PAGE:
3. Volunteer Excess Auto Liability: As far as I know, there is only one insurance market that provides this coverage (who we represent). It can be purchased by the nonprofit on behalf of the volunteer. It supplements the volunteer’s personal auto policy by providing $500,000 in liability limits on top of the volunteer’s auto insurance limits.
  4. The Volunteer’s Personal Auto Policy: Unless the personal auto carrier has gone out of its way to exclude volunteer work, your volunteer’s personal auto policy is primary in the event the volunteer causes a wreck. If I drive to the store to pick up snacks and cause an accident, my policy would defend me and even the organization until my policy limits are exhausted. After that, the nonowned auto liability (point 2 above)  for the organization would kick in or the volunteer excess liability (point 3 above) would kick in for the individual volunteer.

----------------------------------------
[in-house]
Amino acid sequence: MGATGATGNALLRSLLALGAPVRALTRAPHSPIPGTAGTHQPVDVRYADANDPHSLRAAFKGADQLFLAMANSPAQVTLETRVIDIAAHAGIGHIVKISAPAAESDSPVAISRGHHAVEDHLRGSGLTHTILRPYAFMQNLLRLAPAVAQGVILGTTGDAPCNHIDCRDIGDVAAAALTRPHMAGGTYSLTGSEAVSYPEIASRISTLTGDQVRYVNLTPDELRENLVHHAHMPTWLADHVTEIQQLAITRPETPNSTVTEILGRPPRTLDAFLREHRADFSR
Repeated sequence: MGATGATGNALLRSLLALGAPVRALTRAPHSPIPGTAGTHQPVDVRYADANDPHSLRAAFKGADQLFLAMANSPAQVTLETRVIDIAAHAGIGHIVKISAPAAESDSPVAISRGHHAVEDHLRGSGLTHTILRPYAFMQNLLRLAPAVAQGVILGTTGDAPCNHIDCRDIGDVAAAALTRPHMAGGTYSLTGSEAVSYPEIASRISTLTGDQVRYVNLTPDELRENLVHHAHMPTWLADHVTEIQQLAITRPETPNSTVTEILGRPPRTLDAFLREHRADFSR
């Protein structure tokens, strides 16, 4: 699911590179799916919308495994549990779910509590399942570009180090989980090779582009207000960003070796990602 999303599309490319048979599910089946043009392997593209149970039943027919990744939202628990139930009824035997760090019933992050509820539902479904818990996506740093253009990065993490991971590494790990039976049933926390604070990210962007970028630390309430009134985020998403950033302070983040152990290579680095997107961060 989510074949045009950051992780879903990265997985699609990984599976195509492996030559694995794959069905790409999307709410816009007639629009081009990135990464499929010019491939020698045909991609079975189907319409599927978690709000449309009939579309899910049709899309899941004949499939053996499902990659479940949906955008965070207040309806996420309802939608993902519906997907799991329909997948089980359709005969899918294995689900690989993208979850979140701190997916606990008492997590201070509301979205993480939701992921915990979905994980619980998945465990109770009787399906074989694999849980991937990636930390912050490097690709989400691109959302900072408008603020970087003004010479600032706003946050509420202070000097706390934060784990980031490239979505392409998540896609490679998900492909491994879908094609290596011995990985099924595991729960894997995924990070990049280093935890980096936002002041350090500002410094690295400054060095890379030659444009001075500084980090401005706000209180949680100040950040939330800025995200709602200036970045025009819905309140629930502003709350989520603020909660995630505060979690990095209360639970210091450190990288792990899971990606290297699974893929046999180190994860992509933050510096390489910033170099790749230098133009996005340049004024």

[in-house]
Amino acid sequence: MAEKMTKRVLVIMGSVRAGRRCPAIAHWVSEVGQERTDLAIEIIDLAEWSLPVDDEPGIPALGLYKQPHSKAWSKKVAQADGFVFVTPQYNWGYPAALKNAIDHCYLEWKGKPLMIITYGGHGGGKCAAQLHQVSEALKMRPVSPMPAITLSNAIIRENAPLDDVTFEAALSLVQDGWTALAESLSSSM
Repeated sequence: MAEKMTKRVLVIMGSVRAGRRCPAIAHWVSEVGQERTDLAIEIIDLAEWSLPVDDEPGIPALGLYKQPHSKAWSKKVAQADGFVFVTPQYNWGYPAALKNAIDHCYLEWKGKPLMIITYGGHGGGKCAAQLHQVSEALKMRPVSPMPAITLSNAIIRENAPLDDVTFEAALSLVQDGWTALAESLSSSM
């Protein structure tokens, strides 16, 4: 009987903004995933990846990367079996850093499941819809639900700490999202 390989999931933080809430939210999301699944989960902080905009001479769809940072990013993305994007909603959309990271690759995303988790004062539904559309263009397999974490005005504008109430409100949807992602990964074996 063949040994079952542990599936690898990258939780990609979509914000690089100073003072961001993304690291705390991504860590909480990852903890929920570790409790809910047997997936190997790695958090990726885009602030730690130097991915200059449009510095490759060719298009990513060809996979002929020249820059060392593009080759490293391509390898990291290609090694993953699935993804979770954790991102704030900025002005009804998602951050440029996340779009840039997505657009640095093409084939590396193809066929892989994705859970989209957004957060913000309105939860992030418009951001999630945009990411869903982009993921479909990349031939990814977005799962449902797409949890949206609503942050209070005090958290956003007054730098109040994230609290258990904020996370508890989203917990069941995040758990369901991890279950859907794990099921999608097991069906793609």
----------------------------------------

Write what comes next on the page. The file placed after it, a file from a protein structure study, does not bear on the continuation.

These are examples of the policies available. I would recommend pushing to have at least $1,000,000 in liability limits or more (through an excess or umbrella policy). A big accident can derail an organization pretty quickly.

Volunteers Are Vital

And sometimes you have to throw them the keys or send them on an errand for you.  This type of help from your volunteer labor force can be invaluable. It’s just smart to have a thorough conversation with your Board and your insurance professional and any other risk management resources to make sure you are setting yourself up for the best chances of success.

  1. Do you allow volunteers to drive on behalf of your organization?
  2. Have you considered how your insurance addresses that exposure?
  3. Do you have any unique risk management procedures to address volunteers’ driving?